On the throne of luck

Luck may be the empress of the world, but Fortuna alone did not bring about the glorious production of Carmina Burana that closed NCDT’s tribute program. It took the combined talents of the full NCDT company and NCDT2, and all the company apprentices, trainees, and high-level students from the school, and the Appalachian State University Symphony Orchestra, plus three ASU choirs and three soloists to create this amazing performance of Jean-Pierre Bonnefoux’s choreography to Carl Orff’s powerful music. It was an outstanding collaboration.

The tremendous grand noise of Carmina Burana can easily make you feel as if you’d been passed over by a steamroller by the end of the piece, but ASU conductor James Allen Anderson, along with choral directors Roosevelt Escalante, Jr., Stephen M. Hopkins, and Priscilla Porterfield, achieved an exalted sound that did not overwhelm. Anderson gave a little more emphasis to the strings, especially the large cello and bass sections, and a little less to the hot brass than you sometimes hear, so you were not absolutely flattened by it, and when the single tuba sang out, your heart sprang up in joy. The percussive elements were clear and powerful, and the timpanist was outstanding. The choirs sang from the boxes on the grand tier and the two upper balconies, so the sounds came at the audience from three directions. With the men on one side and the women on the other, you could hear both very well. The voices were pure, but young, and conductor Anderson was careful never to drown them with the orchestra, while soloists Julia A. Pedigo, Craig Estep, and Joseph Amaya soared easily above it.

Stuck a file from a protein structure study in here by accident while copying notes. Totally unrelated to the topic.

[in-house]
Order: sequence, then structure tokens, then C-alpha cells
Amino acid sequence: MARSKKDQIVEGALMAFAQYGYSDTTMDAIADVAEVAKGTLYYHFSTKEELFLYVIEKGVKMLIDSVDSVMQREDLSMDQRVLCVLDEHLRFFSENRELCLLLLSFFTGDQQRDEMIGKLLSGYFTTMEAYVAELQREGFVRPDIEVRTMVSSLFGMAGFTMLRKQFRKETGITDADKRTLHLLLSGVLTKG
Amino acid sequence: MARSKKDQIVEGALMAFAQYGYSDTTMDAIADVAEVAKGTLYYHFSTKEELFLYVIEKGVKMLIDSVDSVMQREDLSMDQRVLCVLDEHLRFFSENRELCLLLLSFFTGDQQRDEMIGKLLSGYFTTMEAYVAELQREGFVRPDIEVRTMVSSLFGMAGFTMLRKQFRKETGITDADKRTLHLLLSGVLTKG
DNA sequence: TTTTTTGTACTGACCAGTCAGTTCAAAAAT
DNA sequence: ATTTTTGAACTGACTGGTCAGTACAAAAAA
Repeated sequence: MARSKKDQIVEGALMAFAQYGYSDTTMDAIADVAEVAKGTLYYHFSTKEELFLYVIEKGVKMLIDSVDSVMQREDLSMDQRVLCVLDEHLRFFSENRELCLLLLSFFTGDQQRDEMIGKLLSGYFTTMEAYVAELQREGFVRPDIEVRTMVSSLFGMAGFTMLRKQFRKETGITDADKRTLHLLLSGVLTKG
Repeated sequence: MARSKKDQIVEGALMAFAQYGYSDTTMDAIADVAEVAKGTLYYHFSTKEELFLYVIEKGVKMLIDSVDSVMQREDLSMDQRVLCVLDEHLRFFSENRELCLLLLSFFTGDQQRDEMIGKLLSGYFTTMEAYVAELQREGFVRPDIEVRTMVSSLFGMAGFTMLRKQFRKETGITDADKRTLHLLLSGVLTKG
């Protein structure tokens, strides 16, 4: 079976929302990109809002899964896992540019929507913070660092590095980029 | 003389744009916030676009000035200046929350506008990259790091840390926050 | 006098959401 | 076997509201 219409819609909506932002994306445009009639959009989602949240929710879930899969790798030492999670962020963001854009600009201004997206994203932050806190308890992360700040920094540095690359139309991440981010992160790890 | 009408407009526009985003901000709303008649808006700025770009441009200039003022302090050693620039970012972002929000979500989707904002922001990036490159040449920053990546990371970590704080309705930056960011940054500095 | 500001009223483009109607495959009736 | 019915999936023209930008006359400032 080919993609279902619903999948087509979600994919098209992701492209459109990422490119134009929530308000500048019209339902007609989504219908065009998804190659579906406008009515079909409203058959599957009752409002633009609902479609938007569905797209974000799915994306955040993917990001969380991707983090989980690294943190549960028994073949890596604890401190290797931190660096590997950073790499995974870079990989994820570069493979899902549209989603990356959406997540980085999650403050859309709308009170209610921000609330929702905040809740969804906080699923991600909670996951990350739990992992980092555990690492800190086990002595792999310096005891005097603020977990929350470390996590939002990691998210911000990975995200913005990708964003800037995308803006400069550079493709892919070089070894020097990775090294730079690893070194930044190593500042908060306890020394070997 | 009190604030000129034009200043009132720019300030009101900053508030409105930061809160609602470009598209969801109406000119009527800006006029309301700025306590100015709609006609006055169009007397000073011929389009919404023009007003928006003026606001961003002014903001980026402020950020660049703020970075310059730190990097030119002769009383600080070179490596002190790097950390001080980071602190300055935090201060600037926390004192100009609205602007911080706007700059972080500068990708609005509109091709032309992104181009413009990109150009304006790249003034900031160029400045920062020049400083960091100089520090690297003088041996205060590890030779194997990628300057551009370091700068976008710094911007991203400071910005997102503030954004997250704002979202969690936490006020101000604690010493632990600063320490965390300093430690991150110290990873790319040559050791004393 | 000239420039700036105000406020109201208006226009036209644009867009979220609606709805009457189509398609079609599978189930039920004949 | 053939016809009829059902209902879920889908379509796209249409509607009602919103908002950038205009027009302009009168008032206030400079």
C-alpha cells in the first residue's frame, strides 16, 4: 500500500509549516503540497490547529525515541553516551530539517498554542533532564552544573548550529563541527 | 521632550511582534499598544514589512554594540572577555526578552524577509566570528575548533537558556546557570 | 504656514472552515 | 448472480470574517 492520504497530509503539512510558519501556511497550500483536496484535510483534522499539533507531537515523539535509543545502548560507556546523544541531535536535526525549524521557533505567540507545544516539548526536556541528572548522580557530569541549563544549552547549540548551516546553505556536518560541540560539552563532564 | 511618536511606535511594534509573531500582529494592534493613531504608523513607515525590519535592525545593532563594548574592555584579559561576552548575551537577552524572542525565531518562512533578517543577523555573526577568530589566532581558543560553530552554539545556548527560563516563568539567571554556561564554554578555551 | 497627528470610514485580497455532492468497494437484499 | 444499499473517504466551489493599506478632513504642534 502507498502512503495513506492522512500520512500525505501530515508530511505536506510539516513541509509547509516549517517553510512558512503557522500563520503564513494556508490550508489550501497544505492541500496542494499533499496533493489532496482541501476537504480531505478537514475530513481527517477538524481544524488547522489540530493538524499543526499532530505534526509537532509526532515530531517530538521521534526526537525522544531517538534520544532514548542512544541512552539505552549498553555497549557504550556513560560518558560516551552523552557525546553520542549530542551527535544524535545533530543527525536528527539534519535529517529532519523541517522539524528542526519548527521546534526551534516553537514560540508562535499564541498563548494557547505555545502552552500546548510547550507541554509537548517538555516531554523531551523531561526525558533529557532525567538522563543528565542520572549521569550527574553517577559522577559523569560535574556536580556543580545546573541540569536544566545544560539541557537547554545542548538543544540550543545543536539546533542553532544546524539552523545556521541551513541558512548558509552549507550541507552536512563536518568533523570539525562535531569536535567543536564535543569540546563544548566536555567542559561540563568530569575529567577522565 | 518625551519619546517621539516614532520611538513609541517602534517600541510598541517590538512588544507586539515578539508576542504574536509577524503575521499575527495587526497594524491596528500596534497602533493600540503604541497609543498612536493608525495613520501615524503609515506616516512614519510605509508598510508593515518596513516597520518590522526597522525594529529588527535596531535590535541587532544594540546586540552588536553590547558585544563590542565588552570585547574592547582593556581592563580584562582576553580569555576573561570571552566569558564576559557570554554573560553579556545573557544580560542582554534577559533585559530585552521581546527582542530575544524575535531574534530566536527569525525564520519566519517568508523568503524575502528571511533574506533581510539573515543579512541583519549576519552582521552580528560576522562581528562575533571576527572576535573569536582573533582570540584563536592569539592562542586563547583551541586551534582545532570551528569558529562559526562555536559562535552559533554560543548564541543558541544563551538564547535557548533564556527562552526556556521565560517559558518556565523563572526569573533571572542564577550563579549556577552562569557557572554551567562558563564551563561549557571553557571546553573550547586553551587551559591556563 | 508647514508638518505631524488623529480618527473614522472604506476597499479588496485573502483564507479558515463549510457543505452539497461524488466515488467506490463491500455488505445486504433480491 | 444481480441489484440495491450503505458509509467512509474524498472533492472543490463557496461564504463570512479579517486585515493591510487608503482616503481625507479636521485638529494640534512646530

Carmina is a most amazing blend of secular and sacred, and Bonnefoux’s dances maintain that balance, aided by some rather imposing sets and projected images by Howard Jones and atmospheric lighting by Nate McGaha. And the dancing! Having just watched much of the company (some of whom had also danced in the afternoon) triumph over the innate difficulties of Rhoden’s work, it was hard to believe they’d have enough left to do justice to Carmina Burana. But rarely have I seen ballet dancers work with such gorgeous abandon — and they sustained it for more than an hour.

From the ecstatic dance for nine men to “O, Fortuna”‘ which opens the ballet to its reprise, with full ensemble, at the close, the dancing was sublime. It is very difficult to pick out the best bits — the list grows to include the entire troupe. But I must note Traci Gilchrest, Kati Hanlon Mayo, and Nicholle Rochelle’s loveliness in the first dance of the “Primo Vere” section: “the sharpness of winter/now flees defeated;/in various apparel/Flora reigns.”* Bryan Arias of NCDT2 was again notable whenever he appeared, and the “In Taberna” section included two very fine male solos, danced by Daniel Wiley and Jhe W. Russell. And in the “Cour d’amour” part there were several wonderful duets, danced by Kati Hanlon Mayo and Adam Stein; Andre Teixeira, first with Heather Ferranti Ferguson, and later with Alessandra Ball; and Traci Gilchrest with Daniel Wiley. Gilchrest was ravishing in this last, set to ‘”In trutina” with the soprano singing “In the uncertain balance of my mind/the opposites waver,/desirous love and modesty./But I choose what I see/I offer my neck for the yoke;/to so sweet a yoke I submit.”

Sweet, surely, was the yoke of applause that followed the huge, culminating dance and the final burst of sound. Ovation after ovation rang from the standing audience, growing louder and louder as the leading ballerinas came forward. But when the conductor was led onto the stage, the roar rivaled that of the music he had led: “Phoebus anew/laughs; with many a/flower he is now wreathed.” The wheel of fortune exalted all this night!

*Translations are from the booklet that accompanies EMI’s classic recording with the LSO, led by André Previn.